A Perfect Day for Flying

ALPA MECs Remember

By Delta Airlines ALPA Master Executive Council

The 10,000 pilots of Delta Air Lines had just ratified “Contract 2000”—an industry-leading agreement—in September 2001 after months of intense negotiations. Delta was hiring over 100 pilots a month, and the airline was enjoying record profits. At the company’s Atlanta hub, the largest airline pilot base in the world, the morning of September 11 dawned bright and sunny—a perfect day for flying.

At his home in an Atlanta suburb, current Delta ALPA Master Executive Council (MEC) chair Capt. Jason Ambrosi was packing for a three-day trip. A 727 first officer at the time, he was watching the news as he put on his uniform. A brief glimpse at the TV showed the iconic World Trade Center in New York City and what appeared to be a small airplane flying close to the North Tower. Jason shut off the TV, grabbed his flight kit, and headed to the airport.

During Jason’s 30-minute ride to Atlanta airport, the situation quickly evolved from uncertainty in the skies over New York to the surreal images of commercial airplanes crashing into the Twin Towers. “There was one TV in the pilot lounge and at least 500 pilots gathered around it. We couldn’t believe the horror of what was happening 800 miles away,” said Jason. Suitcases and flight kits were starting to stack up as pilots, whose flights were delayed but not yet canceled, tried to make sense of the chaos unfolding in the skies and airports around the country. As the severity of the situation became clear, Delta pilots who lived in Atlanta began opening their homes to commuters and others who were stranded. “I will never forget how our pilots bonded together to get through that traumatic day,” said Jason.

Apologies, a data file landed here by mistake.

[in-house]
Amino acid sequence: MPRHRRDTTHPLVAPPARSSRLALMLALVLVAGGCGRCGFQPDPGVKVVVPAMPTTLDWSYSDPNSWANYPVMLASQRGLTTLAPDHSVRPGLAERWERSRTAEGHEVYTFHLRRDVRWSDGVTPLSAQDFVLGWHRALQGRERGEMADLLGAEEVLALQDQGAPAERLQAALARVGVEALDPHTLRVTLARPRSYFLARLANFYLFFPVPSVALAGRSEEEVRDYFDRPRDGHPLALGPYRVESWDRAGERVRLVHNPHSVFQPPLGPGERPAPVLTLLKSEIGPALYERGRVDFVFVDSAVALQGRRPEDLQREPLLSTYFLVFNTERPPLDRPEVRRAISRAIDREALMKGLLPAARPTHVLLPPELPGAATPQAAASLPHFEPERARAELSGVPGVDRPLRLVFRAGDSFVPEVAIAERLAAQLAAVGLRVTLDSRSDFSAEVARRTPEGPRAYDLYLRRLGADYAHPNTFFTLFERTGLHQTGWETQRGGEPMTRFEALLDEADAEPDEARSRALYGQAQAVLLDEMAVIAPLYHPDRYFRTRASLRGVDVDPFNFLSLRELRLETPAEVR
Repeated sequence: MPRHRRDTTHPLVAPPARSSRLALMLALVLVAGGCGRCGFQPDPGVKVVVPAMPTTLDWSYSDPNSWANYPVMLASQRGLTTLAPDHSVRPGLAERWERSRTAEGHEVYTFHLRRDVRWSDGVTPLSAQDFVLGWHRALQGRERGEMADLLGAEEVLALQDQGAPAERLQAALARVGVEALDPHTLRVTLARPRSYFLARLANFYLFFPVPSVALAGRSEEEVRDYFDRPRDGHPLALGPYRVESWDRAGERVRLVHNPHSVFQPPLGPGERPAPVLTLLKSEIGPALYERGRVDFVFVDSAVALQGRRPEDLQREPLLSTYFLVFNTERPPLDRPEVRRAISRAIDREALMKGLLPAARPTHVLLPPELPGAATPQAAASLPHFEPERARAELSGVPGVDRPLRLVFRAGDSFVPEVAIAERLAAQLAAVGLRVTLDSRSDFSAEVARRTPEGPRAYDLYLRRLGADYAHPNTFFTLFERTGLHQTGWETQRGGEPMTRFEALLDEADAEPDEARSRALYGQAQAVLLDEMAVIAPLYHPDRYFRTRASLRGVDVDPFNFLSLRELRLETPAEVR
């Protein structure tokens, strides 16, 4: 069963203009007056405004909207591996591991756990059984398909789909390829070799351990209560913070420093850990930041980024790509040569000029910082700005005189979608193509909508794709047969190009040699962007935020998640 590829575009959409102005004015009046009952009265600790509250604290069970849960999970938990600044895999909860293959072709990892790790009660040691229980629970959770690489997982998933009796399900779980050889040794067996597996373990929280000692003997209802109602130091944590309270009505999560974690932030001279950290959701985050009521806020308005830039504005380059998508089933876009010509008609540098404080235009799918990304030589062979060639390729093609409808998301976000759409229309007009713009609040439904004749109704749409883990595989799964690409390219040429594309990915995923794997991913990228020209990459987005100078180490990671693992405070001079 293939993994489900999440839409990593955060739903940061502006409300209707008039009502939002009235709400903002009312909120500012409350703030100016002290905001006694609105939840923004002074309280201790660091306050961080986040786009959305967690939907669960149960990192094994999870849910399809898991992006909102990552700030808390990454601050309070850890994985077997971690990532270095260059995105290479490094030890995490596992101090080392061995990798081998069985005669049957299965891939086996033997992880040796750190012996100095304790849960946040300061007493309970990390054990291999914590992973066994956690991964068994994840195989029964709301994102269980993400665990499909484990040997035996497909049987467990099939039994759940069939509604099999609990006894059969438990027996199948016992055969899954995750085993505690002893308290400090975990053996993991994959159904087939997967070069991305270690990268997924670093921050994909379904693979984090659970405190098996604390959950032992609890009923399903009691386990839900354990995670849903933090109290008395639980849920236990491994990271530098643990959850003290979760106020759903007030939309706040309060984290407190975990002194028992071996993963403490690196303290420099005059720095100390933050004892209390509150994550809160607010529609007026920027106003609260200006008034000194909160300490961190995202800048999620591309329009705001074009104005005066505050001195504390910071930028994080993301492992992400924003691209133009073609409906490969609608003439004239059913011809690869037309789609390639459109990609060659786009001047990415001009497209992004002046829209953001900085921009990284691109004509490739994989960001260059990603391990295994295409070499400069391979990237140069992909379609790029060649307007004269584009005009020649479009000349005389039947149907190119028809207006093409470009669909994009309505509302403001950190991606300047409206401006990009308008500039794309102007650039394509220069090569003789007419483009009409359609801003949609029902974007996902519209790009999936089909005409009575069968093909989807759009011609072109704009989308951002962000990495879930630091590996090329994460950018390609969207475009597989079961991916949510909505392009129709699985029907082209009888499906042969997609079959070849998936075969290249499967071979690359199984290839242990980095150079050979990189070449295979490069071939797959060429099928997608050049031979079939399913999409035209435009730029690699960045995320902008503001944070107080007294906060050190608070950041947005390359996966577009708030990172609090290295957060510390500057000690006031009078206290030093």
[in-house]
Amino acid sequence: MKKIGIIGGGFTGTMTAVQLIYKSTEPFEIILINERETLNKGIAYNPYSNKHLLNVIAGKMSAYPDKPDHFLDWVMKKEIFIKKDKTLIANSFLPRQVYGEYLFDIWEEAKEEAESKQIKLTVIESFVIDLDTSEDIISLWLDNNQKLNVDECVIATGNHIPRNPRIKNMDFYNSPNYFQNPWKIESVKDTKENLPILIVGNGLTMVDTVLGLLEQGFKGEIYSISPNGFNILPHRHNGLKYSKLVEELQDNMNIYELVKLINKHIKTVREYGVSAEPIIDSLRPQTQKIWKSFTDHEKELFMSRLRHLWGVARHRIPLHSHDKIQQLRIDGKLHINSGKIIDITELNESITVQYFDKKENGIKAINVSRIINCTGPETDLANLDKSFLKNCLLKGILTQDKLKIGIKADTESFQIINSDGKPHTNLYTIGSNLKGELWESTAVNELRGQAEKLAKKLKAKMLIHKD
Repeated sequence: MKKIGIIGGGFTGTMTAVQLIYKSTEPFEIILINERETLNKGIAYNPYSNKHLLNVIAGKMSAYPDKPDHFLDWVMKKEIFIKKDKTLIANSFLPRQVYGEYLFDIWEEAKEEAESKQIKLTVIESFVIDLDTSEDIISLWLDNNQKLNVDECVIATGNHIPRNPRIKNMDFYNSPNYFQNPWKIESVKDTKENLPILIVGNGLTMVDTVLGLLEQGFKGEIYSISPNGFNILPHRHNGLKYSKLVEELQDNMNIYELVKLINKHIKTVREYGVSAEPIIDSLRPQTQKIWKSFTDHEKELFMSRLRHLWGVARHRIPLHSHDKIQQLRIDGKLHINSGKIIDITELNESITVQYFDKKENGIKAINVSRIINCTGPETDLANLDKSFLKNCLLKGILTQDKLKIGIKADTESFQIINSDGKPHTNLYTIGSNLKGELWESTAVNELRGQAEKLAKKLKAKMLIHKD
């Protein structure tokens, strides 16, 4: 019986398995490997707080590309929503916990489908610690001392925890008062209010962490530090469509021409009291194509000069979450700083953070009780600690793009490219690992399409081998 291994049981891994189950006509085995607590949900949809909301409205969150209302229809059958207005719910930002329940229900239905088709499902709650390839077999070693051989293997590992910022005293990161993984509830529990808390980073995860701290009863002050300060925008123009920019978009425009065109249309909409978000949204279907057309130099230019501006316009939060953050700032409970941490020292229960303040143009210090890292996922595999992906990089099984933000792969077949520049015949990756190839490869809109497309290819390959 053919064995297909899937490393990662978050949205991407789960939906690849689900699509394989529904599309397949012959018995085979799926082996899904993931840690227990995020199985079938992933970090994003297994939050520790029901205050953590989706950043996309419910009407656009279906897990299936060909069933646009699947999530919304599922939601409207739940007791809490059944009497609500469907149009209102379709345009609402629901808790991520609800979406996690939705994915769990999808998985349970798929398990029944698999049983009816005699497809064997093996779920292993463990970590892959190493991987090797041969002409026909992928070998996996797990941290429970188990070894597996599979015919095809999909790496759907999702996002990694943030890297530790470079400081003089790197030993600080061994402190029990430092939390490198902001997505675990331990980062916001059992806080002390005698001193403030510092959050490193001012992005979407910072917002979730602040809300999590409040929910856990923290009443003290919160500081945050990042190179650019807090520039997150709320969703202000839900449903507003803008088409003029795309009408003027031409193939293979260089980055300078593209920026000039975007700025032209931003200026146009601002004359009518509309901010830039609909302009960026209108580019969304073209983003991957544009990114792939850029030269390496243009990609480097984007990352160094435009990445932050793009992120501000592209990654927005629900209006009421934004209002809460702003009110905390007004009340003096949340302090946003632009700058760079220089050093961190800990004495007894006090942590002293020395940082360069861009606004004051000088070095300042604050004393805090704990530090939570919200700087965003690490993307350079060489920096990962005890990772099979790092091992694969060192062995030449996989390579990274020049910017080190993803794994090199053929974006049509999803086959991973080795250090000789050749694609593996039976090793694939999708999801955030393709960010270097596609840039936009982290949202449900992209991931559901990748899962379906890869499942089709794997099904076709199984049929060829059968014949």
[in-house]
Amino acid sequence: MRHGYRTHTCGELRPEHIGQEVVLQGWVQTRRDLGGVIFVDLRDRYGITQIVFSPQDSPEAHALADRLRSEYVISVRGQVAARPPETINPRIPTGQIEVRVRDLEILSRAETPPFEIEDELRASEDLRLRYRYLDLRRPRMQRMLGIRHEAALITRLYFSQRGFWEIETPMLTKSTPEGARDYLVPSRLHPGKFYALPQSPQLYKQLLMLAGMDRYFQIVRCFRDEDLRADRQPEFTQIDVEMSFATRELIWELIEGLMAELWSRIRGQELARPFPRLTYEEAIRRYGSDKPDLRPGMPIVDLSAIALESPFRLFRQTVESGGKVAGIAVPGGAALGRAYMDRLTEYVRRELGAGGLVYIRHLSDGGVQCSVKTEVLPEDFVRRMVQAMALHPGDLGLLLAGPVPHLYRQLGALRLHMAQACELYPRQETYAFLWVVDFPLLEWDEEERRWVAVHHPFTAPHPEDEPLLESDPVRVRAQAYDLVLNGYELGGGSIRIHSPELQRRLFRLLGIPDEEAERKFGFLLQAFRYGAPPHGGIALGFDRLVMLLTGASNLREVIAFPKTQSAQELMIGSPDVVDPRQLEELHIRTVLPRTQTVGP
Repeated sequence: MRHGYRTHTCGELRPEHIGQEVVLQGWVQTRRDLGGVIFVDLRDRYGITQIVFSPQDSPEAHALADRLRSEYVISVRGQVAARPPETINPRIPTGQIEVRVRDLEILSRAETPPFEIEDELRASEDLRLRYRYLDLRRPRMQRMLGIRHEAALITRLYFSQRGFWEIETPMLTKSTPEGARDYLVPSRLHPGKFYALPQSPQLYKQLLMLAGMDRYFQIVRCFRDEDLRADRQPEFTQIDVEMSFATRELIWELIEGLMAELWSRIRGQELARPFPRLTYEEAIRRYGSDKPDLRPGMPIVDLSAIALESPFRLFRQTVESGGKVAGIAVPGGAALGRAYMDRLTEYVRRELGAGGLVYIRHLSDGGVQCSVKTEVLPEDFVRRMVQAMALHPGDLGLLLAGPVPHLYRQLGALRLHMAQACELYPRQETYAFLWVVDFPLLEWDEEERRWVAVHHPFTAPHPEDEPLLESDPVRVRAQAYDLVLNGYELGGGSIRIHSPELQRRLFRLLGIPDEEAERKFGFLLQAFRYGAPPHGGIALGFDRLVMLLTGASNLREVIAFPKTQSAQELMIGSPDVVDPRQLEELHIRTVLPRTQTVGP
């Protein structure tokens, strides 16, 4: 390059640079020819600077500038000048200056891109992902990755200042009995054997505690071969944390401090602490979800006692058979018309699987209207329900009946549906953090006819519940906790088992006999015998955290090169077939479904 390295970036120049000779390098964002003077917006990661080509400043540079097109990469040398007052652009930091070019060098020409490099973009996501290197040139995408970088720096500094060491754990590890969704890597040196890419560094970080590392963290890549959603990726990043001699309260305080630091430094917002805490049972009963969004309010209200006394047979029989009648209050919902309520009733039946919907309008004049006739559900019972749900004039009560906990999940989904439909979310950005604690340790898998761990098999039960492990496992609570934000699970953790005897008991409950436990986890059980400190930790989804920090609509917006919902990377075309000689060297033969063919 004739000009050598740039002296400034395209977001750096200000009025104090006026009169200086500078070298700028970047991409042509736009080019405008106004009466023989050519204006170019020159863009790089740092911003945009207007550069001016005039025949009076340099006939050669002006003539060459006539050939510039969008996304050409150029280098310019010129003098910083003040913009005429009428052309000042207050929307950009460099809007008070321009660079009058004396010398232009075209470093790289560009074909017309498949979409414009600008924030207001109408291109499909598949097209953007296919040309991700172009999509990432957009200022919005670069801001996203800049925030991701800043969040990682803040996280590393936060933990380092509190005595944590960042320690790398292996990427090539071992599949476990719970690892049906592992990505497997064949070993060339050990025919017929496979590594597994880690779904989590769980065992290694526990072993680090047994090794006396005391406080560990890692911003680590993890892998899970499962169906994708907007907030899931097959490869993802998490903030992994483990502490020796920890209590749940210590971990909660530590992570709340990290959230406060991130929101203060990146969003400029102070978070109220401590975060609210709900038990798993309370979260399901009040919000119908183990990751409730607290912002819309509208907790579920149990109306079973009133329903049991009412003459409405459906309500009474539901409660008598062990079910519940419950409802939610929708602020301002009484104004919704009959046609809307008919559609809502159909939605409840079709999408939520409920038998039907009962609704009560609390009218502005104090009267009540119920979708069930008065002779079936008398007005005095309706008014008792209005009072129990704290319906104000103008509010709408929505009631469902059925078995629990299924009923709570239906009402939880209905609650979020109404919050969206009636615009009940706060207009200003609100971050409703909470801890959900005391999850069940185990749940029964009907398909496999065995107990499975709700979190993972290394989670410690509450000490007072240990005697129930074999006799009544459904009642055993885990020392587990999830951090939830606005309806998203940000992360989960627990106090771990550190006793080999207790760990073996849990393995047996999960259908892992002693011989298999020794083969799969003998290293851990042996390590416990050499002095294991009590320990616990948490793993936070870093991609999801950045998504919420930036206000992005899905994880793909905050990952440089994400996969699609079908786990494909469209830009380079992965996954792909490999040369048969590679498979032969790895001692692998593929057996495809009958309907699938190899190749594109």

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Meanwhile, at the Delta MEC offices overlooking the Atlanta airport, union officials were on the phone with company representatives, ALPA national, and other entities quickly processing the severity of the situation and trying to help stranded crewmembers and passengers. As the airspace shut down and airplanes diverted to airfields around the world, the eerie silence at the world’s busiest airport reflected the unthinkable tragedy of 9/11. The heroic actions of the crewmembers and passengers on the hijacked flights—and the thousands of innocent lives lost on the ground—would forever change our nation.

When air travel resumed two days later, airports and airlines scrambled to implement new security protocols. Jason remembers his first flight after 9/11. “I flew from Atlanta to Tampa,” he said. “There were seven passengers in the cabin of the 727. The leg back to Atlanta was the same. We tried to reassure everyone that they were safe, but there was a shared awareness that air travel would never be the same again.”

In the days ahead, Jason and hundreds of other Delta pilots would be furloughed, despite a contractual no-furlough clause ALPA fought to uphold. “Our union sprang into action during the piloting profession’s darkest days to help those who suffered incredible losses. Each of our lives were changed forever, but I’ll never forget that surreal morning in the Atlanta crew lounge and the loss of so many brave souls,” he said.

Originally published September 2021

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